•  ∆ Do compounds composed of similar elements have a similar or dissimilar pH? Compounds composed of the same elements may have a pH that is either similar or dissimilar to each other. For example, vinegar and vitamin C are composed of the same elements and have a similar pH in that they are both acidic. However, when vinegar and vitamin C are compared to sugar or vegetable oil, which are also composed of the elements carbon, hydrogen, and oxygen, there is a difference in pH. The sugar solution was neutral and vegetable oil was slightly basic. Students may also suggest that this question could be more accurately answered given the opportunity to investigate a wider ranger of compounds.
  •  Do all liquid compounds have the same pH? Why or why not? The pH of each liquid compound in our investigation was dissimilar from that of the other liquid compounds. Although the number of samples we investigated were limited, we would hypothesize that the pH of liquid compounds is dependent more upon the chemical composition of the compound rather than its state of matter.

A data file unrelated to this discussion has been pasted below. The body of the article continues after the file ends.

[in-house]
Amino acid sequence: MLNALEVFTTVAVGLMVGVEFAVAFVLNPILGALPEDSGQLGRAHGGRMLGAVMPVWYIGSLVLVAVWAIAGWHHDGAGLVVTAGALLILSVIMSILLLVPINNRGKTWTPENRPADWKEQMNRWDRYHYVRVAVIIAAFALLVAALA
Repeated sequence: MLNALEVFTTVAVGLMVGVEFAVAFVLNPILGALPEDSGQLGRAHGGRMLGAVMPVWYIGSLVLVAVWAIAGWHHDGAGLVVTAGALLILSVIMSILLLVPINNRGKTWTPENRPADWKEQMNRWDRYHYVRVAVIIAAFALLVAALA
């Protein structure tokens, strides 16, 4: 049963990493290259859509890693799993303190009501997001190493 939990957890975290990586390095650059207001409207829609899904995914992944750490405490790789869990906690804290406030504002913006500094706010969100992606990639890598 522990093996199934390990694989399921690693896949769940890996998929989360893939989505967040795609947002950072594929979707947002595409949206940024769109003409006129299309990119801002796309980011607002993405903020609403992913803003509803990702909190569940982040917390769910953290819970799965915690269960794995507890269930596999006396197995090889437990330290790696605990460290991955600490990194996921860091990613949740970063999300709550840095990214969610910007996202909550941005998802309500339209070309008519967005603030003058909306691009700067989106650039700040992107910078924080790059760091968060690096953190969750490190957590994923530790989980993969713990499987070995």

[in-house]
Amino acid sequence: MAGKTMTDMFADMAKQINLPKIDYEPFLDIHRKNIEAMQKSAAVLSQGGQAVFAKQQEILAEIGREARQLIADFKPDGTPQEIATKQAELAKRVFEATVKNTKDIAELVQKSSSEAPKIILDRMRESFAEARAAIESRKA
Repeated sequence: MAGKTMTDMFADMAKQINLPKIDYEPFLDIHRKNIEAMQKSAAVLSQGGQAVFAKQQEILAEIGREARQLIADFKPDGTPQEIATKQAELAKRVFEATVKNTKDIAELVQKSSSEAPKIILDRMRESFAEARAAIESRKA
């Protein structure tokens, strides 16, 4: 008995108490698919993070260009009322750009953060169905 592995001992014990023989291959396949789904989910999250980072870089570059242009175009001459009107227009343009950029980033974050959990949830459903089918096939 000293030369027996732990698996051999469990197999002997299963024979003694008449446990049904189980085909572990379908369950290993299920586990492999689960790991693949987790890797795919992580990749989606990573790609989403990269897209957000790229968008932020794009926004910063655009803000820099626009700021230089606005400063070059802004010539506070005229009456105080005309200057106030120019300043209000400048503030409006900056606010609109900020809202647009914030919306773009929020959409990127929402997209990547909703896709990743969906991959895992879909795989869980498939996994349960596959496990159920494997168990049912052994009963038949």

•  Do all solid compounds have the same pH? Why or why not? Yes and no. Salt and sugar each had a pH of approximately 7. However, the pH of vitamin C was acidic and the pH of baking soda was basic as compared to the neutral pH of salt and sugar. Although the number of samples we investigated were limited, we would hypothesize that the pH of solid compounds is dependent more upon the chemical composition of the compound rather than its state of matter.